* The decision of British investors to remove funds from U.S. banks, which raised questions about overall U.S. economic soundness
* The fall of grain prices, which spread economic misery into rural areas, because of the end of the Crimean War and Russian re-entry into global markets
* The collapse of land speculation programs that depended on new rail routes, ruining thousands of investors
These triggers lowered the value of stocks and bonds held by American banks, further reducing their investment assets. Investor confidence was further shaken in mid-September when 30,000 pounds (14,000 kg) of gold were lost at sea in a shipment from the San Francisco Mint to eastern banks. The gold and more than 400 lives were lost when the SS Central America sank during the North Carolina Hurricane of 1857. Public confidence in the government’s ability to back its paper currency with specie was shaken as well.”
At the suggestion of Howell Cobb, Secretary of the Treasury, President James Buchanan proposed to Congress that the Treasury be authorized to sell revenue bonds for the first time since the Mexican-American War.
In October, a bank holiday was declared in New England and New York in a vain effort to avert runs on those institutions. The Tariff Act of 1857 reduced the average tariff rate to 15%. The reduction was written by Southerners in Congress and supported by most economic interests nationwide with the exception of sheep farmers and some iron companies in Pennsylvania.
1860 MORRILL TARIFF: In response to the slow recovery of northern states from the Financial Crisis of 1857, in May 1860, Congress passed the Morrill Tariff Act proposed by Republican Congressmen Justin Morrill (Former Whig). It raised the average agricultural tariff from 15% to 37%, with increases to 47% within 3 years. Only one southern representative voted for the Tariff. With U.S. Tariff Reviews already falling disproportionately on the southern states, accounting for 87% of the total BEFORE the Morrill Tariff! Even more galling was that 80% or more of these tax revenues were expended on Northern public works and industrial subsidies, thus further enriching the northern states at the expense of the south. Lincoln promised to sign the Morrill Tariff Act into law and enforce it as part of his agreement to defect from the Whig Party to the new Republican Party. The southern States began secession discussions and proceedings in anticipation.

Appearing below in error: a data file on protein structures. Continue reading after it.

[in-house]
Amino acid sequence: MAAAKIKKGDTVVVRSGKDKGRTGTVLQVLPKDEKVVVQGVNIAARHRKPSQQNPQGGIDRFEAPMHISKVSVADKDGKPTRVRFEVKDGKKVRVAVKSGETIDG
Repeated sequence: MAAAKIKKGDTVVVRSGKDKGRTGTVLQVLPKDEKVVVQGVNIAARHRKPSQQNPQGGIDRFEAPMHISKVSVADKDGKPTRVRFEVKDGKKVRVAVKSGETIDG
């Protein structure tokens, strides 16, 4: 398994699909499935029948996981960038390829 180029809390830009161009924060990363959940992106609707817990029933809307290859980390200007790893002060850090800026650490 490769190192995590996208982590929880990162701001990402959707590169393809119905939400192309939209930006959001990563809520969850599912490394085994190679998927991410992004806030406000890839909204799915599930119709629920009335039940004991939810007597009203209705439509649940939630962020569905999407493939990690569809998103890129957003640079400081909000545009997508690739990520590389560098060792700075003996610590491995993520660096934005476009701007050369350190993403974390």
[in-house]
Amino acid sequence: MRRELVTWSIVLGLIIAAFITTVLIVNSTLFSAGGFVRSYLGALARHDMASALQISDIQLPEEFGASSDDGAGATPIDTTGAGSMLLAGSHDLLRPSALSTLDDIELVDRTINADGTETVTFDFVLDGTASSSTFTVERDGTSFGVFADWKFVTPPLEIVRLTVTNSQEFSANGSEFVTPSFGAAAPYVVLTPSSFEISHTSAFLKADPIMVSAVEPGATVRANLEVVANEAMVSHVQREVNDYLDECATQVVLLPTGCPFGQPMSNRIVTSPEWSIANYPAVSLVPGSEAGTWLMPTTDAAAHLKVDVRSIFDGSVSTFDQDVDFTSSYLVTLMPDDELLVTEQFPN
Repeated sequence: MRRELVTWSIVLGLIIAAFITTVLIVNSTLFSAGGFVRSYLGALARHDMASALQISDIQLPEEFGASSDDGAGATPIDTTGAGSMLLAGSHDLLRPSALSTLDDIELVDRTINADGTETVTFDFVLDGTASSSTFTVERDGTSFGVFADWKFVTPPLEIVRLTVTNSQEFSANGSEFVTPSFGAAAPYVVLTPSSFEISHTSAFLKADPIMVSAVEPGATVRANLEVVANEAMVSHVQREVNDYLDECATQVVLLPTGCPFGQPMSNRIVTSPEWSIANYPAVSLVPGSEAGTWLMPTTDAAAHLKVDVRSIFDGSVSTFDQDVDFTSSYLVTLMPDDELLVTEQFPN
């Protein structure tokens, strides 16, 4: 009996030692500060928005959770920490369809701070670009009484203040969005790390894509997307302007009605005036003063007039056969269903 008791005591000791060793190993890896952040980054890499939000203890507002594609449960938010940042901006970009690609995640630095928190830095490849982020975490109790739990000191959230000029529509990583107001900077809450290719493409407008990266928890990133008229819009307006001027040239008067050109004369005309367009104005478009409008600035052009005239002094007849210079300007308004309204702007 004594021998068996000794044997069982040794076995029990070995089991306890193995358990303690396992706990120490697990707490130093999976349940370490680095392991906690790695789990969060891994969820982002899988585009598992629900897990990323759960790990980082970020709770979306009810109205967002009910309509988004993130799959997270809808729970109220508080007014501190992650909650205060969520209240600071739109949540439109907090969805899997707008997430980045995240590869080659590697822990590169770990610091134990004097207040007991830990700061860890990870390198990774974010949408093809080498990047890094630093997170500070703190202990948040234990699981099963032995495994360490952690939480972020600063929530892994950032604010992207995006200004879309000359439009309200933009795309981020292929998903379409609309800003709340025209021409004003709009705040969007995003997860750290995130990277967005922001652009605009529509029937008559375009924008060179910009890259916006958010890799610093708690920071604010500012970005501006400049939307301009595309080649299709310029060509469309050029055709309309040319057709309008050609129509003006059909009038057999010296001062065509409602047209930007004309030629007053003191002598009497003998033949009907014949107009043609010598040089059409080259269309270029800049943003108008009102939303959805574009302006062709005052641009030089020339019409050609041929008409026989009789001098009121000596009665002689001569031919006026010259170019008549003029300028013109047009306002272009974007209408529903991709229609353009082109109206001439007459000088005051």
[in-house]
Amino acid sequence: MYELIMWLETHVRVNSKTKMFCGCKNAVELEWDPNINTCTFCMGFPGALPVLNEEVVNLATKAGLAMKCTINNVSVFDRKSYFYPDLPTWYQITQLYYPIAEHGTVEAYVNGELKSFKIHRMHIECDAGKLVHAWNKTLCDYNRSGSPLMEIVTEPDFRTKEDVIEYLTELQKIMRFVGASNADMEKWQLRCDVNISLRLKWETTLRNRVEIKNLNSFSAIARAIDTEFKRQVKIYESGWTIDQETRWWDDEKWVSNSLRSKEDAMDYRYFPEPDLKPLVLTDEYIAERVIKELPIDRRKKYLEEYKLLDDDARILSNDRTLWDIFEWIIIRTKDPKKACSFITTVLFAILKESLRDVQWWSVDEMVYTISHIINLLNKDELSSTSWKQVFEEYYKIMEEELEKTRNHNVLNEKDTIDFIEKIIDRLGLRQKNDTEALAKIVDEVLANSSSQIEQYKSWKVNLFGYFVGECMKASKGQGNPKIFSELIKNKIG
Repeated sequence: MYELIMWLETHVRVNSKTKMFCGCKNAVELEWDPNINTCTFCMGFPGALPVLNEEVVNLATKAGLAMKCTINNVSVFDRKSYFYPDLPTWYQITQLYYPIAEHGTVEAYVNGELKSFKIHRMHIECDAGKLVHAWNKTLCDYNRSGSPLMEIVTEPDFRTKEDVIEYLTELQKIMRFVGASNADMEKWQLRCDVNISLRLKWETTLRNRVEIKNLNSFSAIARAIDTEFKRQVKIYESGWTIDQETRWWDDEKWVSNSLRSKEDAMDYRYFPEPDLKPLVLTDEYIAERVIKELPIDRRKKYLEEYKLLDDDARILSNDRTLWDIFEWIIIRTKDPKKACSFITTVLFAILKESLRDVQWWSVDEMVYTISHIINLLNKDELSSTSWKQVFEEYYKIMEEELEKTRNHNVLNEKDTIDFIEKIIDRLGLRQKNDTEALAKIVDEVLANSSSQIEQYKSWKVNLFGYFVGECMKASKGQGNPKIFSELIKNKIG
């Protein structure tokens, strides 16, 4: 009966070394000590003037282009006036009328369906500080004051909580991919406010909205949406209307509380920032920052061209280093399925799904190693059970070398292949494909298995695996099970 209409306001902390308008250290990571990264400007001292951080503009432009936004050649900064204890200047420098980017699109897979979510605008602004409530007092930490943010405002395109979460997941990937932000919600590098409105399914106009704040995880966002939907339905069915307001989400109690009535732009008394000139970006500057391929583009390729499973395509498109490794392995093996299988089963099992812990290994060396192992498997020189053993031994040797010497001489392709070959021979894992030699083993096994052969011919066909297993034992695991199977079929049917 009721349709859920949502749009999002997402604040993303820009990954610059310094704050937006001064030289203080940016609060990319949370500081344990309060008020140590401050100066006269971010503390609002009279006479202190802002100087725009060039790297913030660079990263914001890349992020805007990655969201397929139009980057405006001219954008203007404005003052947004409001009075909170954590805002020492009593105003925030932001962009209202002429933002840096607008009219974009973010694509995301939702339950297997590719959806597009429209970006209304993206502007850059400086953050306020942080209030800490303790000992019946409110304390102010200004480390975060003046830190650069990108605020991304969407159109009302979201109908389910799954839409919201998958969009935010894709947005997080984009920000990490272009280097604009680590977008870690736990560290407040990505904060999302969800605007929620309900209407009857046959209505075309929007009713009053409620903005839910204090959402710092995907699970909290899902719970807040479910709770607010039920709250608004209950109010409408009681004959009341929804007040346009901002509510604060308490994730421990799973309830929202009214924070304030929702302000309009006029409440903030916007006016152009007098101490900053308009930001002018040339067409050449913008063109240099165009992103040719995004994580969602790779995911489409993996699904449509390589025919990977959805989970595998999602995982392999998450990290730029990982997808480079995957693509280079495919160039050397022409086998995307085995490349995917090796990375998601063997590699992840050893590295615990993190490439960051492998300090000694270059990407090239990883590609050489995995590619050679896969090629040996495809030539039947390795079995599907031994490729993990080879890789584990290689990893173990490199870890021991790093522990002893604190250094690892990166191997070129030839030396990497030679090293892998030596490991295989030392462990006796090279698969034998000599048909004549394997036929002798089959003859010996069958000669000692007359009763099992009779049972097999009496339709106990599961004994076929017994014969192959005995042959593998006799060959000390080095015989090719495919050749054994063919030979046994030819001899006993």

27 September 1860, Republican Leader Thaddeus Stevens, sponsor of the Morrill Tariff, told a New York City audience that “the Tariff would impoverish the southern and western states, but that was essential for advancing national greatness and the prosperity of industrial workers.” Northern Republicans and Whigs cheered, Southern leaders were indignant and called for nullification and/or Secession. Enforcement of the tariffs was the twelfth of the seventeen planks in the platform of the incoming Republican Party.
October 11, 1860, In an editorial in the Charleston Mercury, “To plunder the South for the benefit of the North, by a new Protective Tariff, will be one of their first measures of Northern sectional dominion,” the paper announced.
Charleston Mercury, 11 Oct. 1860.
14 Feb 1861, New York Times page 4, para 2 “No act of this kind should become law,” (Morrill Tariff) “All admit the breaking up of the Confederacy to be possible.” Para 5: “This proposed bill (Morrill Tariff) is most objectionable both in its principle and in its details, uniting specific and ad Valorem duties such minuteness of subdivisions and detail as to give rise to endless misunderstandings and disputes and rendering necessary, with our present imports, a force at least treble that now employed.” (Even The New York Times thought Lincoln’s pledge to enforce the Morrill Tariff was illegal and would cause a secession crisis, The Times was correct.)
* Huston, James L. (1987). The Panic of 1857 and The Coming of the Civil War. Baton Rouge: Louisiana State University Press. ISBN 0807113689.
* McPherson, James M. (2003). Battle Cry of Freedom: The Civil War Era. New York: Oxford University Press. ISBN 0195038630.
* Sobel, Robert (1973). “The Panic of 57”, Machines and Morality: The 1850s. New York: Crowell. ISBN 0690002661.
* Stampp, Kenneth (1990). America in 1857: A Nation on the Brink. New York: Oxford University Press. ISBN 0195039025.
* The Tribune Papers (2014). True Causes of the Civil War: Understanding the Morrill Tariff